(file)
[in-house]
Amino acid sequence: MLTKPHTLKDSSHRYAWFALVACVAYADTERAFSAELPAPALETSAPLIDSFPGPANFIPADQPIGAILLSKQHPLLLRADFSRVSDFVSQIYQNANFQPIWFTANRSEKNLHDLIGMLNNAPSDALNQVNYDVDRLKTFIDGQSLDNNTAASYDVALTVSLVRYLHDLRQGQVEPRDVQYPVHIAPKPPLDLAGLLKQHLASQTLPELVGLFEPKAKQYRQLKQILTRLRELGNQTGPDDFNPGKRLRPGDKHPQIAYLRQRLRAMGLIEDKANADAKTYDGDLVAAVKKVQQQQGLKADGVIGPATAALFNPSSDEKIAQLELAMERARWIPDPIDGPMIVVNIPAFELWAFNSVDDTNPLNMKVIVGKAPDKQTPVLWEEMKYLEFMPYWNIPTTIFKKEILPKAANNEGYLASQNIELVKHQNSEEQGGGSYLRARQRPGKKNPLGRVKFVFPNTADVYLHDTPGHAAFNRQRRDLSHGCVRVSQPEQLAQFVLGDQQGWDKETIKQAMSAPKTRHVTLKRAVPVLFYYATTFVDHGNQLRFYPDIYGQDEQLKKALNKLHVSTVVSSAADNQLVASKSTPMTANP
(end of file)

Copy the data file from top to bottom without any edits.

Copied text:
[in-house]
Amino acid sequence: MLTKPHTLKDSSHRYAWFALVACVAYADTERAFSAELPAPALETSAPLIDSFPGPANFIPADQPIGAILLSKQHPLLLRADFSRVSDFVSQIYQNANFQPIWFTANRSEKNLHDLIGMLNNAPSDALNQVNYDVDRLKTFIDGQSLDNNTAASYDVALTVSLVRYLHDLRQGQVEPRDVQYPVHIAPKPPLDLAGLLKQHLASQTLPELVGLFEPKAKQYRQLKQILTRLRELGNQTGPDDFNPGKRLRPGDKHPQIAYLRQRLRAMGLIEDKANADAKTYDGDLVAAVKKVQQQQGLKADGVIGPATAALFNPSSDEKIAQLELAMERARWIPDPIDGPMIVVNIPAFELWAFNSVDDTNPLNMKVIVGKAPDKQTPVLWEEMKYLEFMPYWNIPTTIFKKEILPKAANNEGYLASQNIELVKHQNSEEQGGGSYLRARQRPGKKNPLGRVKFVFPNTADVYLHDTPGHAAFNRQRRDLSHGCVRVSQPEQLAQFVLGDQQGWDKETIKQAMSAPKTRHVTLKRAVPVLFYYATTFVDHGNQLRFYPDIYGQDEQLKKALNKLHVSTVVSSAADNQLVASKSTPMTANP